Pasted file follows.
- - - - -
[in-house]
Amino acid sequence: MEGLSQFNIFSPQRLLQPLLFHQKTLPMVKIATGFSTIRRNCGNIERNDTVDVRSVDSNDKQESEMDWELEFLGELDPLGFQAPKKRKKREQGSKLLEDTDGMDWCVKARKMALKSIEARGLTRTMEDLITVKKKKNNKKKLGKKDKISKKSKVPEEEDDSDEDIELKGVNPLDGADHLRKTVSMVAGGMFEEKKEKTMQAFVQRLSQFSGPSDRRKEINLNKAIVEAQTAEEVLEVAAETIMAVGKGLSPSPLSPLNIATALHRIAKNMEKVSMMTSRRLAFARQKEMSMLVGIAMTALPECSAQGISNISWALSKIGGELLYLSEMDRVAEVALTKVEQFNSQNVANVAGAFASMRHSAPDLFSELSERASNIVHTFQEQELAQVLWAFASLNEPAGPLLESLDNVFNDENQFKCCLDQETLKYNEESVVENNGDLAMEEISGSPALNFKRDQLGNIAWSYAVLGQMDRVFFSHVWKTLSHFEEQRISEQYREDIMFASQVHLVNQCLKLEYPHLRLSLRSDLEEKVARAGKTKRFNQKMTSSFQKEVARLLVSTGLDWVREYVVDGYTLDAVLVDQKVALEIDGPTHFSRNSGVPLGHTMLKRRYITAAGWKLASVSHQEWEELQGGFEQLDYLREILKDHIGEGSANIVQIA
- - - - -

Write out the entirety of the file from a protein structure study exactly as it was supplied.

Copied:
[in-house]
Amino acid sequence: MEGLSQFNIFSPQRLLQPLLFHQKTLPMVKIATGFSTIRRNCGNIERNDTVDVRSVDSNDKQESEMDWELEFLGELDPLGFQAPKKRKKREQGSKLLEDTDGMDWCVKARKMALKSIEARGLTRTMEDLITVKKKKNNKKKLGKKDKISKKSKVPEEEDDSDEDIELKGVNPLDGADHLRKTVSMVAGGMFEEKKEKTMQAFVQRLSQFSGPSDRRKEINLNKAIVEAQTAEEVLEVAAETIMAVGKGLSPSPLSPLNIATALHRIAKNMEKVSMMTSRRLAFARQKEMSMLVGIAMTALPECSAQGISNISWALSKIGGELLYLSEMDRVAEVALTKVEQFNSQNVANVAGAFASMRHSAPDLFSELSERASNIVHTFQEQELAQVLWAFASLNEPAGPLLESLDNVFNDENQFKCCLDQETLKYNEESVVENNGDLAMEEISGSPALNFKRDQLGNIAWSYAVLGQMDRVFFSHVWKTLSHFEEQRISEQYREDIMFASQVHLVNQCLKLEYPHLRLSLRSDLEEKVARAGKTKRFNQKMTSSFQKEVARLLVSTGLDWVREYVVDGYTLDAVLVDQKVALEIDGPTHFSRNSGVPLGHTMLKRRYITAAGWKLASVSHQEWEELQGGFEQLDYLREILKDHIGEGSANIVQIA